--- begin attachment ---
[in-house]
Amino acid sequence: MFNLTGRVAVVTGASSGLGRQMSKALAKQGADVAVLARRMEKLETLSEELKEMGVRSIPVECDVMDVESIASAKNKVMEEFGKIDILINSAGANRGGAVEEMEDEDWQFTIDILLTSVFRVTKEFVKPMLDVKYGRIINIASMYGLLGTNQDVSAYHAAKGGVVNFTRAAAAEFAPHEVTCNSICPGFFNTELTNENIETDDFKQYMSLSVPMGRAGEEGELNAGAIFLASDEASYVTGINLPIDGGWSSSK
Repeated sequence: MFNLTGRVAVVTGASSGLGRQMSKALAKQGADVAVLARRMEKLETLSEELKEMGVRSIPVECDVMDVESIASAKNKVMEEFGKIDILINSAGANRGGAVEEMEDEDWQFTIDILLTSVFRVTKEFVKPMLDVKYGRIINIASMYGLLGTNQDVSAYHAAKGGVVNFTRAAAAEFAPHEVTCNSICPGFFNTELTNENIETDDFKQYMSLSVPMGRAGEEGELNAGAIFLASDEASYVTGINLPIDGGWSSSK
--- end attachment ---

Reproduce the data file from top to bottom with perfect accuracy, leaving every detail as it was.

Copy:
[in-house]
Amino acid sequence: MFNLTGRVAVVTGASSGLGRQMSKALAKQGADVAVLARRMEKLETLSEELKEMGVRSIPVECDVMDVESIASAKNKVMEEFGKIDILINSAGANRGGAVEEMEDEDWQFTIDILLTSVFRVTKEFVKPMLDVKYGRIINIASMYGLLGTNQDVSAYHAAKGGVVNFTRAAAAEFAPHEVTCNSICPGFFNTELTNENIETDDFKQYMSLSVPMGRAGEEGELNAGAIFLASDEASYVTGINLPIDGGWSSSK
Repeated sequence: MFNLTGRVAVVTGASSGLGRQMSKALAKQGADVAVLARRMEKLETLSEELKEMGVRSIPVECDVMDVESIASAKNKVMEEFGKIDILINSAGANRGGAVEEMEDEDWQFTIDILLTSVFRVTKEFVKPMLDVKYGRIINIASMYGLLGTNQDVSAYHAAKGGVVNFTRAAAAEFAPHEVTCNSICPGFFNTELTNENIETDDFKQYMSLSVPMGRAGEEGELNAGAIFLASDEASYVTGINLPIDGGWSSSK